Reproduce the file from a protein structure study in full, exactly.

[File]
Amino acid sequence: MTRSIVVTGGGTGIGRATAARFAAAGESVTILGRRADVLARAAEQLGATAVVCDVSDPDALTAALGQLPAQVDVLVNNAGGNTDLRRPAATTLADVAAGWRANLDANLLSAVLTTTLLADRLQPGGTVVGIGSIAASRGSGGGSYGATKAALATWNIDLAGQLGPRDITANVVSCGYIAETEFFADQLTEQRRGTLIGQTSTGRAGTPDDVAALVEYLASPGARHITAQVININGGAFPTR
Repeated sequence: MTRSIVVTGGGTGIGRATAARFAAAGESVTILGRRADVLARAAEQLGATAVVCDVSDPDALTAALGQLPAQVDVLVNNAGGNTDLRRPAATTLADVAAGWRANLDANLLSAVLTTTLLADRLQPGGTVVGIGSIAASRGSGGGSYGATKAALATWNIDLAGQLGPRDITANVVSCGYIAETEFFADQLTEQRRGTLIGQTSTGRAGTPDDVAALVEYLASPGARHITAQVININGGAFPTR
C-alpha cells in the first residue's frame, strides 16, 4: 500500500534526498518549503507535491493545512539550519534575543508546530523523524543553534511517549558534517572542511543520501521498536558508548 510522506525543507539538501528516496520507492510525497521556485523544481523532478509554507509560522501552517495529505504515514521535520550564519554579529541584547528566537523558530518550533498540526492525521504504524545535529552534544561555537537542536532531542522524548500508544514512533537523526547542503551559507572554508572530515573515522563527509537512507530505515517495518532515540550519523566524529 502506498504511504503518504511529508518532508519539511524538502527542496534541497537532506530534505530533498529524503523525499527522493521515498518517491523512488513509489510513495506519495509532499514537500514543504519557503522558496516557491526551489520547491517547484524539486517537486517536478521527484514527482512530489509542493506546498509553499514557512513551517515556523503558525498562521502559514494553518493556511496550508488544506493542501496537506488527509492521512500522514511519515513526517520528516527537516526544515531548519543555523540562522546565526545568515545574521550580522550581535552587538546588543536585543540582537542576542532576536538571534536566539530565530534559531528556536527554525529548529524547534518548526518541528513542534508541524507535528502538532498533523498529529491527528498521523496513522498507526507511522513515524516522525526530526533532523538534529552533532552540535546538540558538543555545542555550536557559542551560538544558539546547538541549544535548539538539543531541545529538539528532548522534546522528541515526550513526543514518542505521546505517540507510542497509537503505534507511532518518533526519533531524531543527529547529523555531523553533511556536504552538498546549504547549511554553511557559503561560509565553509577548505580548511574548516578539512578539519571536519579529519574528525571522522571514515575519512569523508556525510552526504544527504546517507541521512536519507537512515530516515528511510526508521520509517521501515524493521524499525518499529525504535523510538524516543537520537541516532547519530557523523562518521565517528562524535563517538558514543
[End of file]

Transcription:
Amino acid sequence: MTRSIVVTGGGTGIGRATAARFAAAGESVTILGRRADVLARAAEQLGATAVVCDVSDPDALTAALGQLPAQVDVLVNNAGGNTDLRRPAATTLADVAAGWRANLDANLLSAVLTTTLLADRLQPGGTVVGIGSIAASRGSGGGSYGATKAALATWNIDLAGQLGPRDITANVVSCGYIAETEFFADQLTEQRRGTLIGQTSTGRAGTPDDVAALVEYLASPGARHITAQVININGGAFPTR
Repeated sequence: MTRSIVVTGGGTGIGRATAARFAAAGESVTILGRRADVLARAAEQLGATAVVCDVSDPDALTAALGQLPAQVDVLVNNAGGNTDLRRPAATTLADVAAGWRANLDANLLSAVLTTTLLADRLQPGGTVVGIGSIAASRGSGGGSYGATKAALATWNIDLAGQLGPRDITANVVSCGYIAETEFFADQLTEQRRGTLIGQTSTGRAGTPDDVAALVEYLASPGARHITAQVININGGAFPTR
C-alpha cells in the first residue's frame, strides 16, 4: 500500500534526498518549503507535491493545512539550519534575543508546530523523524543553534511517549558534517572542511543520501521498536558508548 510522506525543507539538501528516496520507492510525497521556485523544481523532478509554507509560522501552517495529505504515514521535520550564519554579529541584547528566537523558530518550533498540526492525521504504524545535529552534544561555537537542536532531542522524548500508544514512533537523526547542503551559507572554508572530515573515522563527509537512507530505515517495518532515540550519523566524529 502506498504511504503518504511529508518532508519539511524538502527542496534541497537532506530534505530533498529524503523525499527522493521515498518517491523512488513509489510513495506519495509532499514537500514543504519557503522558496516557491526551489520547491517547484524539486517537486517536478521527484514527482512530489509542493506546498509553499514557512513551517515556523503558525498562521502559514494553518493556511496550508488544506493542501496537506488527509492521512500522514511519515513526517520528516527537516526544515531548519543555523540562522546565526545568515545574521550580522550581535552587538546588543536585543540582537542576542532576536538571534536566539530565530534559531528556536527554525529548529524547534518548526518541528513542534508541524507535528502538532498533523498529529491527528498521523496513522498507526507511522513515524516522525526530526533532523538534529552533532552540535546538540558538543555545542555550536557559542551560538544558539546547538541549544535548539538539543531541545529538539528532548522534546522528541515526550513526543514518542505521546505517540507510542497509537503505534507511532518518533526519533531524531543527529547529523555531523553533511556536504552538498546549504547549511554553511557559503561560509565553509577548505580548511574548516578539512578539519571536519579529519574528525571522522571514515575519512569523508556525510552526504544527504546517507541521512536519507537512515530516515528511510526508521520509517521501515524493521524499525518499529525504535523510538524516543537520537541516532547519530557523523562518521565517528562524535563517538558514543